Bird data - New Zealand, Dunedin
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Few urban studies of avian diversity discriminate between native and exotic species, although highly modified urban environments typically support significant numbers of non-native species. High overall diversity may mask poor native diversity. We identify which native species are successful in a variety of urban habitats in a New Zealand city, and examine the roles that garden size and complexity, native fragments, and vegetation composition and cover play in explaining variations in native and exotic avian diversity. Nearly half (44%) of 39 species recorded were exotic: four (three exotic and one native) comprised 45% of birds counted. While there was little variation between habitats in combined native and exotic species richness, the number and abundance of bush-dependent natives differed. Similarity measures identified three groups: (1) commercial, industrial and residential areas with small structurally simple gardens where 3–4 exotic species were numerically dominant and few bush natives made up <10% of the total count; (2) suburbs with medium/large gardens dominated by lawns, shrubs and trees, with many exotic species but also several bush natives (comprising 24–32% of the total count); and (3) bush fragments where both diversity and species richness of bush natives were highest (comprising 50–75% of the total count), including four insectivores absent from all residential areas. Vegetation structure, composition and cover, and proximity to fragments did not explain much of the variation in total or native species richness and diversity, but did explain 69% and 72% of bush-native species richness and abundance respectively.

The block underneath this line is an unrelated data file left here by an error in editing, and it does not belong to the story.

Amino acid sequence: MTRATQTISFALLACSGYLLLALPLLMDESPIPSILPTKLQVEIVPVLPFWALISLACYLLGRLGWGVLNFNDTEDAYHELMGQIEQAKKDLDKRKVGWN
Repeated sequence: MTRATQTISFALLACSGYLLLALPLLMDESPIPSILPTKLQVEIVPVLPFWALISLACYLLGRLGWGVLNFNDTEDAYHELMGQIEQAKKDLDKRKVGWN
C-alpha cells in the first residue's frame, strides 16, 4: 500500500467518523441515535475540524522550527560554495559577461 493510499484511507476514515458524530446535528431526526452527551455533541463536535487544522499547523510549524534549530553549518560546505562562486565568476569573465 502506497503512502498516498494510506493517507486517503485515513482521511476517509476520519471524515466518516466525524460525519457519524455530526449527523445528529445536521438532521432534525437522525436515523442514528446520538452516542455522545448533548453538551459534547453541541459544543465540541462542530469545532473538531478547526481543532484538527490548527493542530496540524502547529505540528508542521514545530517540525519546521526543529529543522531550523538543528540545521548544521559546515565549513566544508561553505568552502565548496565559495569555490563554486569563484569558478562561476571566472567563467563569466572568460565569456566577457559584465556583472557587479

van Heezik, Y., A. Smyth, and R. Mathieu. 2008. Diversity of native and exotic birds across an urban gradient in a New Zealand City. Landscape and Urban Planning 87:223-232.